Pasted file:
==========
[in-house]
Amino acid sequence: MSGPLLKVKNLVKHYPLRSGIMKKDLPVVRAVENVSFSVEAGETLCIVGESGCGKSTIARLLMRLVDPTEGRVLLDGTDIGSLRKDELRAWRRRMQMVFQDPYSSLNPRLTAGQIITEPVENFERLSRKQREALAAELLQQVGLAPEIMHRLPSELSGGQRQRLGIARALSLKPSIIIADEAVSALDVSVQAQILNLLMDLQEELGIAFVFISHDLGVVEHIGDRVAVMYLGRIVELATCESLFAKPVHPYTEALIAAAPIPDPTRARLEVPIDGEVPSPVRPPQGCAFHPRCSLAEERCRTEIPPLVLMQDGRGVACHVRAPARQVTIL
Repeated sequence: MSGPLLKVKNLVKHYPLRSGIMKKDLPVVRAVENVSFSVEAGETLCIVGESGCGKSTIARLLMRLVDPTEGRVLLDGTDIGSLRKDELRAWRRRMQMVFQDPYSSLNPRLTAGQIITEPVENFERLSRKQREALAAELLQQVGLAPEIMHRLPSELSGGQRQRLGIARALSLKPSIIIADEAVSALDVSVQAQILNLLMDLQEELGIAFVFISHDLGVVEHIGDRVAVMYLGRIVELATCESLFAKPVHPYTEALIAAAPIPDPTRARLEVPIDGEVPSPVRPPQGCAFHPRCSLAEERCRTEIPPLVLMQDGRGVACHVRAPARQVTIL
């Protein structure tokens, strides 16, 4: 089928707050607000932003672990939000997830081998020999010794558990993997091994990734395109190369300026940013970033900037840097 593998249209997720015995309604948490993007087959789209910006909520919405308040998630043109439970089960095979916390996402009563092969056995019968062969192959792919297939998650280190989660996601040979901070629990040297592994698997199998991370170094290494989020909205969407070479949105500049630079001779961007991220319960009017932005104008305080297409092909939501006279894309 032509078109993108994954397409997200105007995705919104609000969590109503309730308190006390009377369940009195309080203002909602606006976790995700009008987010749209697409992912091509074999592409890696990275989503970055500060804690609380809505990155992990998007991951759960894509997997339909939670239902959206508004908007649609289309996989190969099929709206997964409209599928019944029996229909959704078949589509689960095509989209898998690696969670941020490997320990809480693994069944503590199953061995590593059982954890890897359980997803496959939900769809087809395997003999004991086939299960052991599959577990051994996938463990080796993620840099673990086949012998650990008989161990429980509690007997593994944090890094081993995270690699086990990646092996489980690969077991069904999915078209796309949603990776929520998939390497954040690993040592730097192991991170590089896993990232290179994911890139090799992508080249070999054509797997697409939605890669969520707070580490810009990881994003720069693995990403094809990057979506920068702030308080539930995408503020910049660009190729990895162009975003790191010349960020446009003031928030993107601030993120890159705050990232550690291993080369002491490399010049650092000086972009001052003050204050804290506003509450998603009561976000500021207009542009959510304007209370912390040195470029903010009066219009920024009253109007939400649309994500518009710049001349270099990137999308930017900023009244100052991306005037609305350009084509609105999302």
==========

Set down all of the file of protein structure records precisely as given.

[in-house]
Amino acid sequence: MSGPLLKVKNLVKHYPLRSGIMKKDLPVVRAVENVSFSVEAGETLCIVGESGCGKSTIARLLMRLVDPTEGRVLLDGTDIGSLRKDELRAWRRRMQMVFQDPYSSLNPRLTAGQIITEPVENFERLSRKQREALAAELLQQVGLAPEIMHRLPSELSGGQRQRLGIARALSLKPSIIIADEAVSALDVSVQAQILNLLMDLQEELGIAFVFISHDLGVVEHIGDRVAVMYLGRIVELATCESLFAKPVHPYTEALIAAAPIPDPTRARLEVPIDGEVPSPVRPPQGCAFHPRCSLAEERCRTEIPPLVLMQDGRGVACHVRAPARQVTIL
Repeated sequence: MSGPLLKVKNLVKHYPLRSGIMKKDLPVVRAVENVSFSVEAGETLCIVGESGCGKSTIARLLMRLVDPTEGRVLLDGTDIGSLRKDELRAWRRRMQMVFQDPYSSLNPRLTAGQIITEPVENFERLSRKQREALAAELLQQVGLAPEIMHRLPSELSGGQRQRLGIARALSLKPSIIIADEAVSALDVSVQAQILNLLMDLQEELGIAFVFISHDLGVVEHIGDRVAVMYLGRIVELATCESLFAKPVHPYTEALIAAAPIPDPTRARLEVPIDGEVPSPVRPPQGCAFHPRCSLAEERCRTEIPPLVLMQDGRGVACHVRAPARQVTIL
């Protein structure tokens, strides 16, 4: 089928707050607000932003672990939000997830081998020999010794558990993997091994990734395109190369300026940013970033900037840097 593998249209997720015995309604948490993007087959789209910006909520919405308040998630043109439970089960095979916390996402009563092969056995019968062969192959792919297939998650280190989660996601040979901070629990040297592994698997199998991370170094290494989020909205969407070479949105500049630079001779961007991220319960009017932005104008305080297409092909939501006279894309 032509078109993108994954397409997200105007995705919104609000969590109503309730308190006390009377369940009195309080203002909602606006976790995700009008987010749209697409992912091509074999592409890696990275989503970055500060804690609380809505990155992990998007991951759960894509997997339909939670239902959206508004908007649609289309996989190969099929709206997964409209599928019944029996229909959704078949589509689960095509989209898998690696969670941020490997320990809480693994069944503590199953061995590593059982954890890897359980997803496959939900769809087809395997003999004991086939299960052991599959577990051994996938463990080796993620840099673990086949012998650990008989161990429980509690007997593994944090890094081993995270690699086990990646092996489980690969077991069904999915078209796309949603990776929520998939390497954040690993040592730097192991991170590089896993990232290179994911890139090799992508080249070999054509797997697409939605890669969520707070580490810009990881994003720069693995990403094809990057979506920068702030308080539930995408503020910049660009190729990895162009975003790191010349960020446009003031928030993107601030993120890159705050990232550690291993080369002491490399010049650092000086972009001052003050204050804290506003509450998603009561976000500021207009542009959510304007209370912390040195470029903010009066219009920024009253109007939400649309994500518009710049001349270099990137999308930017900023009244100052991306005037609305350009084509609105999302």